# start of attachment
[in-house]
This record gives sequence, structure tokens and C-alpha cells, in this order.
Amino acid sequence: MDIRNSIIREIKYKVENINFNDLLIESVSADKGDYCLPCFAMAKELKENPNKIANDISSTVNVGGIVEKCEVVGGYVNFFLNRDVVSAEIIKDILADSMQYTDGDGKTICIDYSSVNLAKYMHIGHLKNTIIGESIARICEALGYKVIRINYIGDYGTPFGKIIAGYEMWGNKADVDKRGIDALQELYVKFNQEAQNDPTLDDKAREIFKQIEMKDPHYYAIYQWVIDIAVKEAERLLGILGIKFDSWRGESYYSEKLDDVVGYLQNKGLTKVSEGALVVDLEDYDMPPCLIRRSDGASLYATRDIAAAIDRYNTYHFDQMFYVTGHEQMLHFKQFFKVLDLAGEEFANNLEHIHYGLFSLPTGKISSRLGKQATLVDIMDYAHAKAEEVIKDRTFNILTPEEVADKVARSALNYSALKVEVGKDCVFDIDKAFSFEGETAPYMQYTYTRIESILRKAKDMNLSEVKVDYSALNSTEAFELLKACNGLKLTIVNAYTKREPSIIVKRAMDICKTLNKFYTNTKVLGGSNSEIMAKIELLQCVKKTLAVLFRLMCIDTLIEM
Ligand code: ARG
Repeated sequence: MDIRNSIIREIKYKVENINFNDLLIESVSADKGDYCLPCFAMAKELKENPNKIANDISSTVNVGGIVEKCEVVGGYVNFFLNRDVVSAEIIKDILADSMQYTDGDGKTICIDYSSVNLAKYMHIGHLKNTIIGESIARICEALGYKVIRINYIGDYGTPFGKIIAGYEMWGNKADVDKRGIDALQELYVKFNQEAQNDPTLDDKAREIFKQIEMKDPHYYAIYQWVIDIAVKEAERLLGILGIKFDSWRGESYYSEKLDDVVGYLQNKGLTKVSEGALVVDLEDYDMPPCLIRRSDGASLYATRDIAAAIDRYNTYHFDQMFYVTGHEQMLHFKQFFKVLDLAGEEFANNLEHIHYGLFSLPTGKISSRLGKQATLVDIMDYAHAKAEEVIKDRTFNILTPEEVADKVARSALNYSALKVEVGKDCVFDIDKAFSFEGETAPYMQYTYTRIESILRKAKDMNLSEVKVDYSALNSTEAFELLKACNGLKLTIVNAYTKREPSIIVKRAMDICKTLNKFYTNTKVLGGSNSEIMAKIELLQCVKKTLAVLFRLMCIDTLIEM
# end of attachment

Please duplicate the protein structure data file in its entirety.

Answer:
[in-house]
This record gives sequence, structure tokens and C-alpha cells, in this order.
Amino acid sequence: MDIRNSIIREIKYKVENINFNDLLIESVSADKGDYCLPCFAMAKELKENPNKIANDISSTVNVGGIVEKCEVVGGYVNFFLNRDVVSAEIIKDILADSMQYTDGDGKTICIDYSSVNLAKYMHIGHLKNTIIGESIARICEALGYKVIRINYIGDYGTPFGKIIAGYEMWGNKADVDKRGIDALQELYVKFNQEAQNDPTLDDKAREIFKQIEMKDPHYYAIYQWVIDIAVKEAERLLGILGIKFDSWRGESYYSEKLDDVVGYLQNKGLTKVSEGALVVDLEDYDMPPCLIRRSDGASLYATRDIAAAIDRYNTYHFDQMFYVTGHEQMLHFKQFFKVLDLAGEEFANNLEHIHYGLFSLPTGKISSRLGKQATLVDIMDYAHAKAEEVIKDRTFNILTPEEVADKVARSALNYSALKVEVGKDCVFDIDKAFSFEGETAPYMQYTYTRIESILRKAKDMNLSEVKVDYSALNSTEAFELLKACNGLKLTIVNAYTKREPSIIVKRAMDICKTLNKFYTNTKVLGGSNSEIMAKIELLQCVKKTLAVLFRLMCIDTLIEM
Ligand code: ARG
Repeated sequence: MDIRNSIIREIKYKVENINFNDLLIESVSADKGDYCLPCFAMAKELKENPNKIANDISSTVNVGGIVEKCEVVGGYVNFFLNRDVVSAEIIKDILADSMQYTDGDGKTICIDYSSVNLAKYMHIGHLKNTIIGESIARICEALGYKVIRINYIGDYGTPFGKIIAGYEMWGNKADVDKRGIDALQELYVKFNQEAQNDPTLDDKAREIFKQIEMKDPHYYAIYQWVIDIAVKEAERLLGILGIKFDSWRGESYYSEKLDDVVGYLQNKGLTKVSEGALVVDLEDYDMPPCLIRRSDGASLYATRDIAAAIDRYNTYHFDQMFYVTGHEQMLHFKQFFKVLDLAGEEFANNLEHIHYGLFSLPTGKISSRLGKQATLVDIMDYAHAKAEEVIKDRTFNILTPEEVADKVARSALNYSALKVEVGKDCVFDIDKAFSFEGETAPYMQYTYTRIESILRKAKDMNLSEVKVDYSALNSTEAFELLKACNGLKLTIVNAYTKREPSIIVKRAMDICKTLNKFYTNTKVLGGSNSEIMAKIELLQCVKKTLAVLFRLMCIDTLIEM